A massive controversy has erupted in the United States, and around the world, around Iranian President Mahmoud Ahmadinejad’s visit to New York where he spoke at the United Nations and Columbia University.
Who is this man and what does he want? Is he a new Hitler or a leader with understandable grievances who should be engaged in dialogue? Apart from the passion provoked and naïveté too often shown toward this leader, how can we accurately assess him? Ahmadinejad is a demagogue on a lot of issues for three distinct reasons:
First, he is trying to use his radical stance-extreme even on the already extreme Iranian political spectrum-to gain control of the country. As head of a faction and due to personal ambition he is trying to displace other groups. After all, supreme guide Ali Khamenei remains the single most powerful person in Iran and Ahmadinejad real rival within the country.
Second, Ahmadinejad is pursuing the Iranian Islamist revolution’s long-term goal-but one not always given top priority by the regime-of spreading Islamist revolution throughout the region and emerging as the most powerful force in the Middle East. In terms of promoting Iran’s primacy, there is an inherent nationalist as well as Islamist element in his policy.
Third, Ahmadinejad seems to be a true believer in the Iranian Islamist ideology which sees international politics as a struggle between the true followers of the deity and the allies of Satan. Ahmadinejad’s goals, then, are his control over Iran, Iran’s control over the Persian Gulf area (especially Iraq), Israel’s destruction, Iranian leadership over the Middle East, and even world domination, in roughly that order.
Basically, Ahmadinejad is not a unique phenomenon in modern Middle East history. The role to be filled is that of the leader of the Arabs and Muslims as well as prime enemy of America, Israel, and the West. In this respect, he is comparable to Egyptian President Gamal Abdel Nasser in the 1950s and 1960s; Iran’s Ayatollah Ruhollah Khomeini in the 1970s and 1980s; Iraqi President Saddam Hussein in the 1980s and 1990s; and Usama bin Ladin during the period before and especially after September 11, 2001. Yet Ahmadinejad has also become a symbol for the radical Islamist challenge to everyone else in the world.
What makes Ahmadinejad different? The key element here, and one due to his own words and behavior, is that he seems not to be held back by caution, a rational calculation of the balance of forces. In other words, he seems capable of anything and consequently far more dangerous. This conclusion is not just a matter of Western projection. I’ll bet that at times he scares even Khamenei.
Here are some elements in that set of problems:
Ahmadinejad makes statements implying his belief that the end of the world is at hand and the Shia messiah is on the way. Thus, provoking war with Israel or the United States is not so much to be seen as risking the destruction of Iran’s Islamist regime as fulfilling its divine mission.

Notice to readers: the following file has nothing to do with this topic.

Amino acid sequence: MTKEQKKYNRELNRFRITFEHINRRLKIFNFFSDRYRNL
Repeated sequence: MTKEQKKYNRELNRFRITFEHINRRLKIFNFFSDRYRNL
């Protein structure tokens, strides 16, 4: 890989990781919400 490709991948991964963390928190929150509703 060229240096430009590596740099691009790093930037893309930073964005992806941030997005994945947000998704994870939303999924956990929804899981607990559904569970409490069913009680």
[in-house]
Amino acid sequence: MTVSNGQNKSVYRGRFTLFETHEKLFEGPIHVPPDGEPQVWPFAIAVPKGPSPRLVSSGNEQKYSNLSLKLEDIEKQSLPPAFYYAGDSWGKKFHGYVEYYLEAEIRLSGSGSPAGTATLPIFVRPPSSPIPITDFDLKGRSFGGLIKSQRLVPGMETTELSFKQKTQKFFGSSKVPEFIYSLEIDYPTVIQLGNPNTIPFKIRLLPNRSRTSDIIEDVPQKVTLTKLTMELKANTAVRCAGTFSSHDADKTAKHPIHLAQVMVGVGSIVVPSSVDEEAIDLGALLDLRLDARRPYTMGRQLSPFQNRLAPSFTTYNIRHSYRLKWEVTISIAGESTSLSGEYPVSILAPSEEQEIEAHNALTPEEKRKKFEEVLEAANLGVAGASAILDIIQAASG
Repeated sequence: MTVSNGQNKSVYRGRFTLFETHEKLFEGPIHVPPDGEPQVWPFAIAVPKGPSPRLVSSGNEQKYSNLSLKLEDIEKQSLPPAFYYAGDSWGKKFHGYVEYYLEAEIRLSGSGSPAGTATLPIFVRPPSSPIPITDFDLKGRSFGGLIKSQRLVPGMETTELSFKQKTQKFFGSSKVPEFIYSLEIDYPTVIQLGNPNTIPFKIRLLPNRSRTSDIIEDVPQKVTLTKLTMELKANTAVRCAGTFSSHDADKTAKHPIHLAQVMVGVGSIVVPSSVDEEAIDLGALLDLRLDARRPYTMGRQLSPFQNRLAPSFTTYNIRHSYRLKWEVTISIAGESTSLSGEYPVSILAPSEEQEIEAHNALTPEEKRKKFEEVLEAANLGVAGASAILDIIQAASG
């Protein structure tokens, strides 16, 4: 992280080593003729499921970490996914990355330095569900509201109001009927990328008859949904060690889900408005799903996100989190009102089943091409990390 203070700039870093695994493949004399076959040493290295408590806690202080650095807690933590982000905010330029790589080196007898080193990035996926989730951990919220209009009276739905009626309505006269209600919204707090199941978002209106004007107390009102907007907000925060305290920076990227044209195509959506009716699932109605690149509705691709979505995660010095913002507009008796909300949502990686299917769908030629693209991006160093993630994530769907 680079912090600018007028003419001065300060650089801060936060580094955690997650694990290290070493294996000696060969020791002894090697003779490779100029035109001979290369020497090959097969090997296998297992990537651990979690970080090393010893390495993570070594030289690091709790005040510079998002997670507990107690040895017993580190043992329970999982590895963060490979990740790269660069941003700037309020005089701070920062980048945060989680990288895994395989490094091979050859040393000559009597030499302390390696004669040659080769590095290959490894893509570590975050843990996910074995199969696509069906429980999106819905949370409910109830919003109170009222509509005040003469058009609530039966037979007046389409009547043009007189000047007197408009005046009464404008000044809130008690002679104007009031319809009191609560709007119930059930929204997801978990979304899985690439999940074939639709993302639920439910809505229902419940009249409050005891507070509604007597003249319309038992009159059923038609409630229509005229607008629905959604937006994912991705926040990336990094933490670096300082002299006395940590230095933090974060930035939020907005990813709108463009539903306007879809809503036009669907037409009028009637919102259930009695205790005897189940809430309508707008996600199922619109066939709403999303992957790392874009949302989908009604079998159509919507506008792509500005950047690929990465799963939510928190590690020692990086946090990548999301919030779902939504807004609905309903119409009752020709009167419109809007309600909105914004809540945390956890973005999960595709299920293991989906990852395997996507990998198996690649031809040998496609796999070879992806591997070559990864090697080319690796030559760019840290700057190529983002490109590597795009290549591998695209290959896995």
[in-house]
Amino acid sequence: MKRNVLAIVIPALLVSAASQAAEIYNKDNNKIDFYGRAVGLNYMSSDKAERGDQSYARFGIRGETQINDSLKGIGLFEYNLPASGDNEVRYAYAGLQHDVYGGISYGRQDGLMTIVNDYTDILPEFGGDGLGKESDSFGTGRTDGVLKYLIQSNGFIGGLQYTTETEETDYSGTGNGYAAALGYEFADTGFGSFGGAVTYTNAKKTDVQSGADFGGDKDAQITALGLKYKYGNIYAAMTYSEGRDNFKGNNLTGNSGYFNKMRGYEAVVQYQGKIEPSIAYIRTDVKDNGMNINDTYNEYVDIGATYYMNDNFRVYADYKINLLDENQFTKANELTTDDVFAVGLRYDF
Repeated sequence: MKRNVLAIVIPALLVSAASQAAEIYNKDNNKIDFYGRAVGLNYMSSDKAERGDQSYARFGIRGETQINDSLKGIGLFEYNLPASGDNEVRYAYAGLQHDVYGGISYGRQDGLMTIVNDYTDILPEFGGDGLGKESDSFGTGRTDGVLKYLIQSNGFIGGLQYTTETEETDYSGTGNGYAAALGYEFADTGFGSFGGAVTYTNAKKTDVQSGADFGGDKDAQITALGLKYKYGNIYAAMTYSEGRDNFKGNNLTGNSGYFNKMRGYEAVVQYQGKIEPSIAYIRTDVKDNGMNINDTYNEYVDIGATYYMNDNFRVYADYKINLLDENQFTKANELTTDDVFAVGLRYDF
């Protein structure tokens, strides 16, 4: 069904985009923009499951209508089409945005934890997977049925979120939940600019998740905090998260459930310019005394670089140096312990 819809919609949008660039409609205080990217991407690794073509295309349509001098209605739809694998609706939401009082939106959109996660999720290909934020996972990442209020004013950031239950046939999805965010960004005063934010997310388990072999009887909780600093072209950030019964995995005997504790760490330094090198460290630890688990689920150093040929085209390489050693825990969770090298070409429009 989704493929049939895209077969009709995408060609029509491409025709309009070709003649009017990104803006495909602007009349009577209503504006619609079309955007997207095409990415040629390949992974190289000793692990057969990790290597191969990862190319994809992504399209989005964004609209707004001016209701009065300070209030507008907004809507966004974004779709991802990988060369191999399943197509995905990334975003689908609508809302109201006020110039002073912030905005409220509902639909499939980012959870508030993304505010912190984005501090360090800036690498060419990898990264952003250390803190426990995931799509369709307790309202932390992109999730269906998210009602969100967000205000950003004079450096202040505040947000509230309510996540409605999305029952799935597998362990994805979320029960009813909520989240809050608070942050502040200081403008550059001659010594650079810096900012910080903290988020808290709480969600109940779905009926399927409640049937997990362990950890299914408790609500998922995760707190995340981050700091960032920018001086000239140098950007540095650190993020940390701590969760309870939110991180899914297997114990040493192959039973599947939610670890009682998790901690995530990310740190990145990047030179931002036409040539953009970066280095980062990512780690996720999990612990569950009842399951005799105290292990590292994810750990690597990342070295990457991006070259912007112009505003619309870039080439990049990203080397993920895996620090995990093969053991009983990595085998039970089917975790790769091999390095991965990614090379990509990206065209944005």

For a number of reasons, Ahmadinejad thinks that his side is winning and the West is weak and in retreat. That could provoke him to even more extreme adventurism.
While other Iranian leaders have spoken about Israel’s destruction, he is putting it higher on his agenda and is more likely to do something to try to implement this objective.
He might have nuclear weapons to play with in fulfilling his goals. Two important points should be noted here. First, the bombs and missiles would be held by the Islamic Revolutionary Guards Corps, his close ally and the main liaison between Iran and terrorist groups, itself raising the prospect of their being used. Second, even if Iran never used nuclear weapons the effect on the region would be devastating. Arab governments would rush to appease Iran; large numbers of Arabs would rush to join radical Islamist groups believing that this movement is the wave of the future.
In Iraq, Iran has gone into a virtual state of war against the United States trying to project Tehran’s influence and killing American soldiers.
Ahmadinejad has also become, for all practical purposes, the leader in promoting hatred of the United States and not only of Israel but of Jews in general.
What undercuts the dangers posed by Ahmadinejad? He does not yet have full control over Iran and may never achieve this goal. Since he is a Shia Muslim and is not an Arab it is more difficult for him to play a leadership role over the largely Sunni Muslim Arabic-speaking world. Not impossible, as these barriers have been partly overcome, but harder nonetheless.
Thus, Ahmadinejad has not yet achieved the status of being equivalent to Adolf Hitler or Joseph Stalin as the world’s leading threat to peace and freedom but he is certainly trying to rise to this level.
It should be rather obvious that this is not a problem caused by lack of communication and that engagement with him will not have any moderating effect. He must be opposed and his regime pressured. Aside from the problems posed by the Iranian government in general, taking a tough stand against Ahmadinejad is necessary to convince his colleague-rivals that they must get rid of this guy and tone down their country’s behavior in order to ensure their own survival and that of their regime.
Barry Rubin is director of the Global Research in International Affairs (GLORIA) Center and editor of the Middle East Review of International Affairs Journal. His latest books are The Israel-Arab Reader (seventh edition), with Walter Laqueur (Viking-Penguin); the paperback edition of The Truth About Syria (Palgrave-Macmillan); A Chronological History of Terrorism, with Judy Colp Rubin, (Sharpe); and The Long War for Freedom: The Arab Struggle for Democracy in the Middle East (Wiley).